Most importantly for you, if the client doesn’t value books and his main goal is to turn a profit, he’s probably not going to be willing to pay you a fair price. You’ll probably get a lot of prodding for free work and have to send lots of reminders before you get those invoices paid.
If you can find a fad-chasing client who just wants a really short book and truly doesn’t care how you handle it as long as you deliver the right word count on the right topic at the right time, and who has a good budget, this can be a quick, easy buck. However, it’s more likely that you’ll need to turn down this client, whether because they aren’t willing to pay you enough or because they are just a total headache. I worked with a client like this as an outsourced freelancer for a marketing company (meaning I worked for the company and got paid by the company, not the actual book client, thank goodness). The project already had three chapters finished by another freelancer whom the client had decided he didn’t want to work with anymore, and I was hired to write the fourth. It took the client forever to pay the company for that invoice, so they dropped him and I never wrote another chapter of that book.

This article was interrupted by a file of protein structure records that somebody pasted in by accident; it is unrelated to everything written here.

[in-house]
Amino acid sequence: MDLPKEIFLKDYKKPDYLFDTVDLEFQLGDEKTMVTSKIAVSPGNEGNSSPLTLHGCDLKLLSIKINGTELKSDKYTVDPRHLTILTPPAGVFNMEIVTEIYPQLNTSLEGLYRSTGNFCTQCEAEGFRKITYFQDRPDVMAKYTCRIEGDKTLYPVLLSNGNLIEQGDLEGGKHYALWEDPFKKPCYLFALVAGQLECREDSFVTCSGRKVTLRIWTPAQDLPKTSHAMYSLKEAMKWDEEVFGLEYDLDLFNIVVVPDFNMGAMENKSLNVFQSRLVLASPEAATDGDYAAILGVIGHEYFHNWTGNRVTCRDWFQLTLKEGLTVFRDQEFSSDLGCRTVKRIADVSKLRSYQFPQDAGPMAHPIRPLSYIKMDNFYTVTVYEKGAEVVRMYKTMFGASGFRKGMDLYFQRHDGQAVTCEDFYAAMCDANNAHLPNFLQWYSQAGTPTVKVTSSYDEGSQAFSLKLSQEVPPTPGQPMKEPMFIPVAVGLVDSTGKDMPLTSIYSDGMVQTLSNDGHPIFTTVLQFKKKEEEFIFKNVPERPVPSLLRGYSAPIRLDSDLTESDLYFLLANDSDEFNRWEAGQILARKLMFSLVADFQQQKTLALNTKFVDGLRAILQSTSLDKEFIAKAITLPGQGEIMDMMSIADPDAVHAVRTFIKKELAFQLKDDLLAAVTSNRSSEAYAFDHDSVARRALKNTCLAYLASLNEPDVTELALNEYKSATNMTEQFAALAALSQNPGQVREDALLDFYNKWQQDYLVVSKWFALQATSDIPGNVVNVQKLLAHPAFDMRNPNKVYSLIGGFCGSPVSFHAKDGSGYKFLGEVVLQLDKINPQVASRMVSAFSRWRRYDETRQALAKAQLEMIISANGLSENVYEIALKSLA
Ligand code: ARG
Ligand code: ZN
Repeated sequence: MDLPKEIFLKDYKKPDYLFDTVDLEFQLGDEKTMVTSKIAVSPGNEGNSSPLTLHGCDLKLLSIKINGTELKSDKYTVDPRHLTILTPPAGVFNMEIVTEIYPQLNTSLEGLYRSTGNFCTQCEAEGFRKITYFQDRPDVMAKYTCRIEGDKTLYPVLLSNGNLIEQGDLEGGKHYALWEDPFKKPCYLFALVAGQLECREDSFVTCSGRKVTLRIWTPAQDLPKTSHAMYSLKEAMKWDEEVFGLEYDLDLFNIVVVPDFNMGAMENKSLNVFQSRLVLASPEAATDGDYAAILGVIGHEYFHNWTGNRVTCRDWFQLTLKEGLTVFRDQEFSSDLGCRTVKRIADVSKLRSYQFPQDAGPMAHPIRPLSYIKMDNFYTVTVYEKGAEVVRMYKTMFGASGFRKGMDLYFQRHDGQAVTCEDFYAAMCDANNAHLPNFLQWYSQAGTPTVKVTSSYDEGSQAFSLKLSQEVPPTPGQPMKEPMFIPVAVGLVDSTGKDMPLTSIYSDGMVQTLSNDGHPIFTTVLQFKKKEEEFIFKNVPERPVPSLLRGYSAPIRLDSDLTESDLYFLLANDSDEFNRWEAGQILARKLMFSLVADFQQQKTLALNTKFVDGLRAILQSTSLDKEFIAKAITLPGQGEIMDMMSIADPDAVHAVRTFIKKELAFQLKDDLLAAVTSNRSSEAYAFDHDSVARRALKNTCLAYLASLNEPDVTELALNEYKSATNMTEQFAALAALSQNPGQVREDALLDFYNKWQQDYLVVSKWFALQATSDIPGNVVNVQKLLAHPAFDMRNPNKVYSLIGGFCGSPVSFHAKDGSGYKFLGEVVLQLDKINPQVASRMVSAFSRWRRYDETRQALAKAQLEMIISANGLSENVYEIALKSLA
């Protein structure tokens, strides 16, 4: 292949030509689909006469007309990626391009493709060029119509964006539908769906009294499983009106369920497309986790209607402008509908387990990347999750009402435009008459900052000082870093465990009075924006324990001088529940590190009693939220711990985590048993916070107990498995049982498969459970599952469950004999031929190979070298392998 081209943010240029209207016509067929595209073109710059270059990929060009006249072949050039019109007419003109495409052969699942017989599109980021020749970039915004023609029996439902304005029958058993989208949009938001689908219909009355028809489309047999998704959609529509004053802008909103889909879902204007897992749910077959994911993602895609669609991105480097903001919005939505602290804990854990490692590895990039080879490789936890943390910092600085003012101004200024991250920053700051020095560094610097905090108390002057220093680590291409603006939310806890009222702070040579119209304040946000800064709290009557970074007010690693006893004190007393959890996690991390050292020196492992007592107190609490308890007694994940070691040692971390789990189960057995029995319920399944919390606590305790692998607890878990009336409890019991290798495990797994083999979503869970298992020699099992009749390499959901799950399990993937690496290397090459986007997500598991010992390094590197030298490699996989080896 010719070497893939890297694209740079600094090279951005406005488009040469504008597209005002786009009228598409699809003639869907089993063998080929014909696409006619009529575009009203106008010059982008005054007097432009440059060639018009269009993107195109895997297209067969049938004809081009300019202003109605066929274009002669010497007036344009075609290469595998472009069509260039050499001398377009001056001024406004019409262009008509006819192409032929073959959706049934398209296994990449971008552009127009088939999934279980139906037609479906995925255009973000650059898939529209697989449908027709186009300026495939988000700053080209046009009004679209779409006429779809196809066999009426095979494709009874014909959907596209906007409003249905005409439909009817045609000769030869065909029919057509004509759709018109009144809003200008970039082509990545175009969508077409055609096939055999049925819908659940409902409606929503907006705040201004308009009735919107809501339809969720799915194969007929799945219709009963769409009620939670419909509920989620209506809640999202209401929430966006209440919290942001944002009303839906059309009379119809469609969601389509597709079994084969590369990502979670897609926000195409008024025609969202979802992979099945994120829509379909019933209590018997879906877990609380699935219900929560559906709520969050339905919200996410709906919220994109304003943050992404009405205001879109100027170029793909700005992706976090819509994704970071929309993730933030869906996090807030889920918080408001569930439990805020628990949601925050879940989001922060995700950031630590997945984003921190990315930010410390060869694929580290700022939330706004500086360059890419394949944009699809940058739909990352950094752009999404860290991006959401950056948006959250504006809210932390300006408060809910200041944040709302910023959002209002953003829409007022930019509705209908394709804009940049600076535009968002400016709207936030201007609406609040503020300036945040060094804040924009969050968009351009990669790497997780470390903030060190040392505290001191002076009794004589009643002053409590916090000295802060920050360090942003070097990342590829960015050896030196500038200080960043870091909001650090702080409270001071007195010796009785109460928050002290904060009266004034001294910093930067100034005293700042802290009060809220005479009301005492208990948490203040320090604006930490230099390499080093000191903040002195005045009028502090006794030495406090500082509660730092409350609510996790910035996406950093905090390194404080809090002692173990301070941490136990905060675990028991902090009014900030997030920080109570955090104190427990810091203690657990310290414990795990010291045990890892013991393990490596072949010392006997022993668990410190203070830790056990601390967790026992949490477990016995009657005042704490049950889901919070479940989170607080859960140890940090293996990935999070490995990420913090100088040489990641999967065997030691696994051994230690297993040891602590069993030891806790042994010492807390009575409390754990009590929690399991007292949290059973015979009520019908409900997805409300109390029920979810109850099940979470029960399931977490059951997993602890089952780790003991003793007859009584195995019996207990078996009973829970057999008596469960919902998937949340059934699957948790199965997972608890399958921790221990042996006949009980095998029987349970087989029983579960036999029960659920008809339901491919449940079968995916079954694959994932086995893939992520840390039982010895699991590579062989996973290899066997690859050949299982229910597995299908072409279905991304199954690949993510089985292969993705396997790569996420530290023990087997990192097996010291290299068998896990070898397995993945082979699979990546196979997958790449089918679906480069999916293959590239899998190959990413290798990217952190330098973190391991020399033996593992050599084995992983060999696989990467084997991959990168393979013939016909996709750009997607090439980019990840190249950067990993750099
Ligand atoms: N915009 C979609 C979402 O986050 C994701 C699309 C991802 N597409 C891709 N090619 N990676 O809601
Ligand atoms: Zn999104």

4. The Micro-Manager
This is the only client on this list with whom I don’t have any personal experience, so please keep that in mind. However, in my reading on ghostwriting, I’ve come across quite a few stories about this type of client. Working with this client can be a very good or very bad thing, depending on your personality type. It will also depend on exactly what type of micro-manager you’re dealing with.